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    ABSTRACT: In a previous study it has been demonstrated that a dissolution/permeation (D/P) system can discriminate between different immediate release fenofibrate formulations. The fractions permeated were correlated with fenofibrate's in vivo exposure in rats following p.o. administration. In the present study more detailed investigations are presented using data from six fenofibrate tablets tested in vivo in humans. In these pharmacokinetic studies no significant differences between formulations in AUC but in Cmax were found. Differences between the Cmax values were not explained by the dissolution characteristics of the tablets but were rationalized on the basis of micellar entrapment and diminished mobility of the active ingredient by surfactants in the formulations. This was demonstrated by a permeation system using dialysis membranes. Thus a permeation step in addition to dissolution measurement may significantly improve the establishment of an IVIV relationship.
    Pharmazie 01/2011; 66(1):11-6. · 0.96 Impact Factor
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    ABSTRACT: The goal of this study was to investigate the in vitro-in vivo correlation (IVIVC) for fenofibrate immediate release (IR) tablet formulations based on MeltDose-technique. The in vitro determined drug solubility and permeability data were related to the C(max) values observed from two in vivo human studies. Solubility and permeation studies of fenofibrate were conducted in medium simulating the fasted state conditions in the upper jejunum, containing the surfactant compositions of the six formulations at different concentrations. The behavior of all surfactant compositions was characterized by surface tension, dynamic light scattering, and cryo-TEM. The obtained solubility and permeation data were combined and compared with the C(max) values for the fenofibrate formulations, assuming a 50 mL in vivo dissolution volume. A good IVIVC was observed for five fenofibrate formulations (R(2) = 0.94). The in vitro studies revealed that the formulation compositions containing sodium lauryl sulfate (SLS) interfered with the vesicular drug solubilizing system of the biorelevant medium and antagonized its solubilization capacity. The opposing interaction of surfactants with the emulsifying physiological constituents in intestinal juice should be taken into consideration in order to prevent unsatisfactory in vivo performance of orally administered formulations with low soluble active pharmaceutical ingredients.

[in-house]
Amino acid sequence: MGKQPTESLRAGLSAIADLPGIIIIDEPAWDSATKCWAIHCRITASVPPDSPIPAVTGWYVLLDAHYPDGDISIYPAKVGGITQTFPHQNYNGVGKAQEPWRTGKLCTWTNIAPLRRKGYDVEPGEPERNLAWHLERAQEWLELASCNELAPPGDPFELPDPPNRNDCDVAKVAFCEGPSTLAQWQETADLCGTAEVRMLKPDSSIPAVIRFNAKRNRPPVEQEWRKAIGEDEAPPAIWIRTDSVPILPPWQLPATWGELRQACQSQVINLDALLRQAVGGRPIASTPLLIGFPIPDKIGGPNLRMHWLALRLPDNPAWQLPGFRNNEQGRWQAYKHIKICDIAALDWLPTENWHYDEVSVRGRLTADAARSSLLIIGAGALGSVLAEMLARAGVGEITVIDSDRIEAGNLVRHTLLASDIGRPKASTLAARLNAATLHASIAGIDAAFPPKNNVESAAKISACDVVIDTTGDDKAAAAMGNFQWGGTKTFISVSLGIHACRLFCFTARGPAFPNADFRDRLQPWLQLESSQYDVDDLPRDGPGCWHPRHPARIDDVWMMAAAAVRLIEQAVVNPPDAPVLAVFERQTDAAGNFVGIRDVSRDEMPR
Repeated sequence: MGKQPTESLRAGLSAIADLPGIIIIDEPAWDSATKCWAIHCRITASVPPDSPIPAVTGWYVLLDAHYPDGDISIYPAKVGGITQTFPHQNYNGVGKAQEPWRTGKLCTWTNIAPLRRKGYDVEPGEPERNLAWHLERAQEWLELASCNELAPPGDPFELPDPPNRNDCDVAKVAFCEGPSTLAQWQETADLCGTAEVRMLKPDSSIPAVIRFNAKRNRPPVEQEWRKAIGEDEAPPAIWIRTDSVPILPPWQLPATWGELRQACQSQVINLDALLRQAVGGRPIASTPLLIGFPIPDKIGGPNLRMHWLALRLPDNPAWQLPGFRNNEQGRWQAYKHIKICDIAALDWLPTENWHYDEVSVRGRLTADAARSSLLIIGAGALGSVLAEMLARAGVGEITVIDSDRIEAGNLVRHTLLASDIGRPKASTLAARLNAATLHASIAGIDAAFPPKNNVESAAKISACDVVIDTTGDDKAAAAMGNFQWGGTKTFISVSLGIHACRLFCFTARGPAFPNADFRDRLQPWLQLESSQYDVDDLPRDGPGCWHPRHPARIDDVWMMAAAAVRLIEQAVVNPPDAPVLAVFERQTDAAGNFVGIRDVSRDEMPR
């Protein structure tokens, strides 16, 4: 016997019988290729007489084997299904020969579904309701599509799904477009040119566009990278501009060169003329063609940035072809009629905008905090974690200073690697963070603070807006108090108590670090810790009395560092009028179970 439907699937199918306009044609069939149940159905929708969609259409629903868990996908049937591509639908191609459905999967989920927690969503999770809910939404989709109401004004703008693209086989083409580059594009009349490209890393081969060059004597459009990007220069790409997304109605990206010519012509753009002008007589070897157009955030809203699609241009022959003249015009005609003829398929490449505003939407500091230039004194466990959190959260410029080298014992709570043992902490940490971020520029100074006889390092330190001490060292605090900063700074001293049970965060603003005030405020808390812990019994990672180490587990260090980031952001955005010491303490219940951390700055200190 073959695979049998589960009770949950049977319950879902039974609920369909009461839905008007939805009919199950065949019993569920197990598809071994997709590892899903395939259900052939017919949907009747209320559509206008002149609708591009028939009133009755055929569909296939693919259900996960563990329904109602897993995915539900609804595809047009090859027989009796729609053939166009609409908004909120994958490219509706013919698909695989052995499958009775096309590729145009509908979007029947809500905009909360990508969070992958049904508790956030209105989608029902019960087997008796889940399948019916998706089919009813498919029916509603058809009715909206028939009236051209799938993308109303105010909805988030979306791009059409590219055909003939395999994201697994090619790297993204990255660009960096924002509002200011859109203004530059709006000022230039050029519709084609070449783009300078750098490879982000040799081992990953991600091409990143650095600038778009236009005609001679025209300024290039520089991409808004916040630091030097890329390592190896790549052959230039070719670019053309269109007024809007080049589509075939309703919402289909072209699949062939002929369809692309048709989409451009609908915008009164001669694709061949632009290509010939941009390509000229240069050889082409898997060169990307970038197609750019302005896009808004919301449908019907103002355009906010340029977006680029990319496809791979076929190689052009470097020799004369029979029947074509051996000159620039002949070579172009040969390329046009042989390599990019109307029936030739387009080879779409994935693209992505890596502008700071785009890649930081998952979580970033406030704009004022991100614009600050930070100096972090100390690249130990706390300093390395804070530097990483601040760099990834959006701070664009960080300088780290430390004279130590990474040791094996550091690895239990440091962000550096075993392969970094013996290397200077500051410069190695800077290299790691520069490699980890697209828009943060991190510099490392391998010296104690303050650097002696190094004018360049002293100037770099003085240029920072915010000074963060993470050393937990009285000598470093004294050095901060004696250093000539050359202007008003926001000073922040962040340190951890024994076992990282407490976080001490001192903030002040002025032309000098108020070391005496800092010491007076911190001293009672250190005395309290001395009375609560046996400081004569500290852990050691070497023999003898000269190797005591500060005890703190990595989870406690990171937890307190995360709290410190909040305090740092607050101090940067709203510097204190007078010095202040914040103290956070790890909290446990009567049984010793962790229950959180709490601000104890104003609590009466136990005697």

Journal of Pharmaceutical Sciences 10/2010; 99(10):4427-36. · 3.13 Impact Factor
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    ABSTRACT: The usefulness of a dissolution/permeation (D/P) system to predict the in vivo performance of solid dosage forms containing the poorly soluble drug, fenofibrate, was studied. Biorelevant dissolution media simulating the fasted and fed state conditions of the human gastrointestinal tract were used in order to simulate the effect of food on the absorption of fenofibrate. Moreover, the results obtained from the D/P system were correlated with pharmacokinetic parameters obtained following in vivo studies in rats. The in vitro parameter (amount permeated in the D/P system) reflected well the in vivo performance in rats in terms of AUC and C(max) of fenofibric acid. This study thus demonstrates the potential of the D/P system as valuable tool for absorption screening of dosage forms for poorly soluble drugs.
    Journal of Pharmaceutical Sciences 11/2008; 98(6):2001-9. · 3.13 Impact Factor